Ibn al-Haytham: The Muslim Scientist Who Birthed the Scientific Method
Editor's Note: This article was provided by our partner, RealClearScience. The original is here.
If asked who gave birth to the modern scientific method, how might you respond? Isaac Newton, maybe? Galileo? Aristotle?
A great many students of science history would probably respond, "Roger Bacon." An English scholar and friar, and a 13th century pioneer in the field of optics, he described, in exquisite detail, a repeating cycle of observation, hypothesis, and experimentation in his writings, as well as the need for independent verification of his work.
But dig a little deeper into the past, and you'll unearth something that may surprise you: The origins of the scientific method hearken back to the Islamic World, not the Western one. Around 250 years before Roger Bacon expounded on the need for experimental confirmation of his findings, an Arab scientist named Ibn al-Haytham was saying the exact same thing.
Little is known about Ibn al-Haytham's life, but historians believe he was born around the year 965, during a period marked as the Golden Age of Arabic science. His father was a civil servant, so the young Ibn al-Haytham received a strong education, which assuredly seeded his passion for science. He was also a devout Muslim, believing that an endless quest for truth about the natural world brought him closer to God. Sometime around the dawn of the 11th Century, he moved to Cairo in Egypt. It was here that he would complete his most influential work.
The prevailing wisdom at the time was that we saw what our eyes, themselves, illuminated. Supported by revered thinkers like Euclid and Ptolemy, emission theory stated that sight worked because our eyes emitted rays of light -- like flashlights. But this didn't make sense to Ibn al-Haytham. If light comes from our eyes, why, he wondered, is it painful to look at the sun? This simple realization catapulted him into researching the behavior and properties of light: optics.
In 1011, Ibn al-Haytham was placed under house arrest by a powerful caliph in Cairo. Though unwelcome, the seclusion was just what he needed to explore the nature of light. Over the next decade, Ibn al-Haytham proved that light only travels in straight lines, explained how mirrors work, and argued that light rays can bend when moving through different mediums, like water, for example.
But Ibn al-Haytham wasn't satisfied with elucidating these theories only to himself, he wanted others to see what he had done. The years of solitary work culminated in his Book of Optics, which expounded just as much upon his methods as it did his actual ideas. Anyone who read the book would have instructions on how to repeat every single one of Ibn al-Haytham's experiments.
"His message is, 'Don’t take my word for it. See for yourself,'" Jim Al-Khalili, a professor of theoretical physics at the University of Surrey noted in a BBC4 Special.
"This, for me, is the moment that Science, itself is summoned into existence and becomes a discipline in its own right," he added.
Apart from being one of the first to operate on the scientific method, Ibn al-Haytham was also a progenitor of critical thinking and skepticism.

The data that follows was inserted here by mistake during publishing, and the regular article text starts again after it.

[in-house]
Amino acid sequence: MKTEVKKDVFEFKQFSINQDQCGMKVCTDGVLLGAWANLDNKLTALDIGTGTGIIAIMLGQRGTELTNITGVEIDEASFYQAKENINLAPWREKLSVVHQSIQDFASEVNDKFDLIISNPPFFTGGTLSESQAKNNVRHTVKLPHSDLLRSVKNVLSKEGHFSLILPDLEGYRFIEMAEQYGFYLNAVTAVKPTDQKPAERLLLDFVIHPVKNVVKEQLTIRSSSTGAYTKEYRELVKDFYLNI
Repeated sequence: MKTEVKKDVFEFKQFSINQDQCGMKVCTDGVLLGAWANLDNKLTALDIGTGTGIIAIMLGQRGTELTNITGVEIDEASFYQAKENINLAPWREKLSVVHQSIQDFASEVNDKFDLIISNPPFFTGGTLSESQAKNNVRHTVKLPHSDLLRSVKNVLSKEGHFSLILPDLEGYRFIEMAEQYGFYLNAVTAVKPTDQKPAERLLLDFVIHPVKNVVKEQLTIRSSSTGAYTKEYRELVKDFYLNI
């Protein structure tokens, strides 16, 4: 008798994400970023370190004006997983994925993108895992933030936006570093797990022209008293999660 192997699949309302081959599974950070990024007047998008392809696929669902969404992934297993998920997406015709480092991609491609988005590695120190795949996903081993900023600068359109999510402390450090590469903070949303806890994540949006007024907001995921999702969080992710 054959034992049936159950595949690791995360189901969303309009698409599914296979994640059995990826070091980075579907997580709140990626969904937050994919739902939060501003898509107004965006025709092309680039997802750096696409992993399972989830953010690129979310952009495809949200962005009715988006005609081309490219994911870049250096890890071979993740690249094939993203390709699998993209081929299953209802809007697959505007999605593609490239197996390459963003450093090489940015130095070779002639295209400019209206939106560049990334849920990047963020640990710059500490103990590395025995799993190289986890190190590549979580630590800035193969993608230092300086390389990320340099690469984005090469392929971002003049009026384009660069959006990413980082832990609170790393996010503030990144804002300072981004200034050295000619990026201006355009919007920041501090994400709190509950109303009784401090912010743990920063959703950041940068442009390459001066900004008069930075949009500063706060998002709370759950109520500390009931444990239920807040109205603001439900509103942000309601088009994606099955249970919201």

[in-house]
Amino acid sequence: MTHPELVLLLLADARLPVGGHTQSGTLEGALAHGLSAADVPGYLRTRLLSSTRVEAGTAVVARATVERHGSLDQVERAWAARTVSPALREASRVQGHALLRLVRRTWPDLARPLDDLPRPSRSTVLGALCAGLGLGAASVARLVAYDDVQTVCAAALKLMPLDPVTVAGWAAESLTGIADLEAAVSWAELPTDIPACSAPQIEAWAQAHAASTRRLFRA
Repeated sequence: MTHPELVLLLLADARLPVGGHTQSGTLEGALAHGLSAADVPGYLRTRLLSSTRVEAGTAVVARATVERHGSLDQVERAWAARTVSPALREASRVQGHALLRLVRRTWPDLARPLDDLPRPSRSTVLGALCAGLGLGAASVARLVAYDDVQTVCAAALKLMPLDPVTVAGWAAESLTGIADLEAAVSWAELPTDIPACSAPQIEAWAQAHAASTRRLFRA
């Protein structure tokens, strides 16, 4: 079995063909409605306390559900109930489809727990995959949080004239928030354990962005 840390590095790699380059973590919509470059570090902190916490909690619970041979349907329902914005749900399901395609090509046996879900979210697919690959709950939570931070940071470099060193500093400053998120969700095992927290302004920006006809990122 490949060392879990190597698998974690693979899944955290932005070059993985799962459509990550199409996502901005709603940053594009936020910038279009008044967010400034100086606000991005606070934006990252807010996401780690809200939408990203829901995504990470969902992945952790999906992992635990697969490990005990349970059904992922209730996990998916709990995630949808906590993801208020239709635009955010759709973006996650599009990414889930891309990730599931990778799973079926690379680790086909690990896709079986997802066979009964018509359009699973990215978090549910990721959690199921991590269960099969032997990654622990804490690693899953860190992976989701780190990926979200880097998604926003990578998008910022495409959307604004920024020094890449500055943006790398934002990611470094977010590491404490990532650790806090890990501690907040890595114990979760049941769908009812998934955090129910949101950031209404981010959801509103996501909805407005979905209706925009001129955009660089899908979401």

"The duty of the man who investigates the writings of scientists, if learning the truth is his goal, is to make himself an enemy of all that he reads, and... attack it from every side," he wrote. "He should also suspect himself as he performs his critical examination of it, so that he may avoid falling into either prejudice or leniency."
It is the nature of the scientific enterprise to creep ahead, slowly but surely. In the same way, the scientific method that guides it was not birthed in a grand eureka moment, but slowly tinkered with and notched together over generations, until it resembled the machine of discovery that we use today. Ibn al-Haytham may very well have been the first to lay out the cogs and gears. Hundreds of years later, other great thinkers would assemble them into a finished product.
Image: Wikimedia Commons
What can 3D printing do for medicine? The "sky is the limit," says Northwell Health researcher Dr. Todd Goldstein.
- Medical professionals are currently using 3D printers to create prosthetics and patient-specific organ models that doctors can use to prepare for surgery.
- Eventually, scientists hope to print patient-specific organs that can be transplanted safely into the human body.
- Northwell Health, New York State's largest health care provider, is pioneering 3D printing in medicine in three key ways.
Beyond Beef sizzles and marbleizes just like real beef, Beyond Meat says.
- Shares of Beyond Meat opened at around $200 on Tuesday morning, falling to nearly $170 by the afternoon.
- Wall Street analysts remain wary of the stock, which has been on a massive hot streak since its IPO in May.
- Beyond Meat faces competition from Impossible Foods and, as of this week, Tyson.
Average waiting time for hitchhikers in Ireland: Less than 30 minutes. In southern Spain: More than 90 minutes.
- A popular means of transportation from the 1920s to the 1980s, hitchhiking has since fallen in disrepute.
- However, as this map shows, thumbing a ride still occupies a thriving niche – if at great geographic variance.
- In some countries and areas, you'll be off the street in no time. In other places, it's much harder to thumb your way from A to B.
A recent study used data from the Big Five personality to estimate psychopathy prevalence in the 48 contiguous states and Washington, D.C.
- The study estimated psychopathy prevalence by looking at the prevalence of certain traits in the Big Five model of personality.
- The District of Columbia had the highest prevalence of psychopathy, compared to other areas.
- The authors cautioned that their measurements were indirect, and that psychopathy in general is difficult to define precisely.
SMARTER FASTER trademarks owned by The Big Think, Inc. All rights reserved.